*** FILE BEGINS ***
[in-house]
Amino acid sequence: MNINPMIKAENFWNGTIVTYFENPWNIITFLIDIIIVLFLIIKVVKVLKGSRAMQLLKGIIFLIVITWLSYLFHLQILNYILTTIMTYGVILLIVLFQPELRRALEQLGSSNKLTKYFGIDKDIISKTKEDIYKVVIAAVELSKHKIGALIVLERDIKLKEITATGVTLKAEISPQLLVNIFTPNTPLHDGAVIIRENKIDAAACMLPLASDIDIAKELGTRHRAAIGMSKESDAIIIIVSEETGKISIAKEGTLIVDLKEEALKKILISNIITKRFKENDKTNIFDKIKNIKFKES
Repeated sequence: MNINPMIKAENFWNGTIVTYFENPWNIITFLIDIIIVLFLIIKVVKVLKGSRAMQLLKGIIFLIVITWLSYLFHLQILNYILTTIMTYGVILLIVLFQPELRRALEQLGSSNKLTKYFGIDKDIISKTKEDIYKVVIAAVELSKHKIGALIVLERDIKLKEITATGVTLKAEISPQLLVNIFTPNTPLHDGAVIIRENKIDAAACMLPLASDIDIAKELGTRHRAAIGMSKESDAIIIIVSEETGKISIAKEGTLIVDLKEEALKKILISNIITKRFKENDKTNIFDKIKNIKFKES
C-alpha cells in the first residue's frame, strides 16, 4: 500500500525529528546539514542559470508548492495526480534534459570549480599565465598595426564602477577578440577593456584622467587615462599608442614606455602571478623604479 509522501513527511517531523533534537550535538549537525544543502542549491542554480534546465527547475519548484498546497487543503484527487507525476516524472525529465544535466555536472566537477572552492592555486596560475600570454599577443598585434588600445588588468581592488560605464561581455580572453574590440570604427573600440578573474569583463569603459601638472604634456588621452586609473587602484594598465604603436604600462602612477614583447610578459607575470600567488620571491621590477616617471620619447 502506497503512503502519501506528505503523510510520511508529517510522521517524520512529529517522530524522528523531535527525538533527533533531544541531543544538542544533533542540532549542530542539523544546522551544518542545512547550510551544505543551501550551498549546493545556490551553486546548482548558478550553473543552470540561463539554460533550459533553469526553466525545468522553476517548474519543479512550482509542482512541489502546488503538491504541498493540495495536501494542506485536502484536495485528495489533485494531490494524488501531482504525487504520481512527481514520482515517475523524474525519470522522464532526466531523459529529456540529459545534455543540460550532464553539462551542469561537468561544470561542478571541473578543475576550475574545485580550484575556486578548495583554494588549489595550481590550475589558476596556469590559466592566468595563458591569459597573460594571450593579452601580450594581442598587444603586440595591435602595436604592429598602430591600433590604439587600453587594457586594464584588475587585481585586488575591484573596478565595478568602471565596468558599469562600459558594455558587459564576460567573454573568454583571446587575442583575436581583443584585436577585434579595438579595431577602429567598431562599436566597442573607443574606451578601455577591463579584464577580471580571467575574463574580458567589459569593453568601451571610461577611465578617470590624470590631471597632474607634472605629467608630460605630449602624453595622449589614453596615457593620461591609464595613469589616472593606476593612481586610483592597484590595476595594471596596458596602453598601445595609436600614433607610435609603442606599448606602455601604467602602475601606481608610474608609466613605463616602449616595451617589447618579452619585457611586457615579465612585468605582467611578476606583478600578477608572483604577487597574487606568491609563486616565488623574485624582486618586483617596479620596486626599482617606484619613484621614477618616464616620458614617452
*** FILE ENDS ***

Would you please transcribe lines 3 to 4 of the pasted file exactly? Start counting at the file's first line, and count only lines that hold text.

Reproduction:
Repeated sequence: MNINPMIKAENFWNGTIVTYFENPWNIITFLIDIIIVLFLIIKVVKVLKGSRAMQLLKGIIFLIVITWLSYLFHLQILNYILTTIMTYGVILLIVLFQPELRRALEQLGSSNKLTKYFGIDKDIISKTKEDIYKVVIAAVELSKHKIGALIVLERDIKLKEITATGVTLKAEISPQLLVNIFTPNTPLHDGAVIIRENKIDAAACMLPLASDIDIAKELGTRHRAAIGMSKESDAIIIIVSEETGKISIAKEGTLIVDLKEEALKKILISNIITKRFKENDKTNIFDKIKNIKFKES
C-alpha cells in the first residue's frame, strides 16, 4: 500500500525529528546539514542559470508548492495526480534534459570549480599565465598595426564602477577578440577593456584622467587615462599608442614606455602571478623604479 509522501513527511517531523533534537550535538549537525544543502542549491542554480534546465527547475519548484498546497487543503484527487507525476516524472525529465544535466555536472566537477572552492592555486596560475600570454599577443598585434588600445588588468581592488560605464561581455580572453574590440570604427573600440578573474569583463569603459601638472604634456588621452586609473587602484594598465604603436604600462602612477614583447610578459607575470600567488620571491621590477616617471620619447 502506497503512503502519501506528505503523510510520511508529517510522521517524520512529529517522530524522528523531535527525538533527533533531544541531543544538542544533533542540532549542530542539523544546522551544518542545512547550510551544505543551501550551498549546493545556490551553486546548482548558478550553473543552470540561463539554460533550459533553469526553466525545468522553476517548474519543479512550482509542482512541489502546488503538491504541498493540495495536501494542506485536502484536495485528495489533485494531490494524488501531482504525487504520481512527481514520482515517475523524474525519470522522464532526466531523459529529456540529459545534455543540460550532464553539462551542469561537468561544470561542478571541473578543475576550475574545485580550484575556486578548495583554494588549489595550481590550475589558476596556469590559466592566468595563458591569459597573460594571450593579452601580450594581442598587444603586440595591435602595436604592429598602430591600433590604439587600453587594457586594464584588475587585481585586488575591484573596478565595478568602471565596468558599469562600459558594455558587459564576460567573454573568454583571446587575442583575436581583443584585436577585434579595438579595431577602429567598431562599436566597442573607443574606451578601455577591463579584464577580471580571467575574463574580458567589459569593453568601451571610461577611465578617470590624470590631471597632474607634472605629467608630460605630449602624453595622449589614453596615457593620461591609464595613469589616472593606476593612481586610483592597484590595476595594471596596458596602453598601445595609436600614433607610435609603442606599448606602455601604467602602475601606481608610474608609466613605463616602449616595451617589447618579452619585457611586457615579465612585468605582467611578476606583478600578477608572483604577487597574487606568491609563486616565488623574485624582486618586483617596479620596486626599482617606484619613484621614477618616464616620458614617452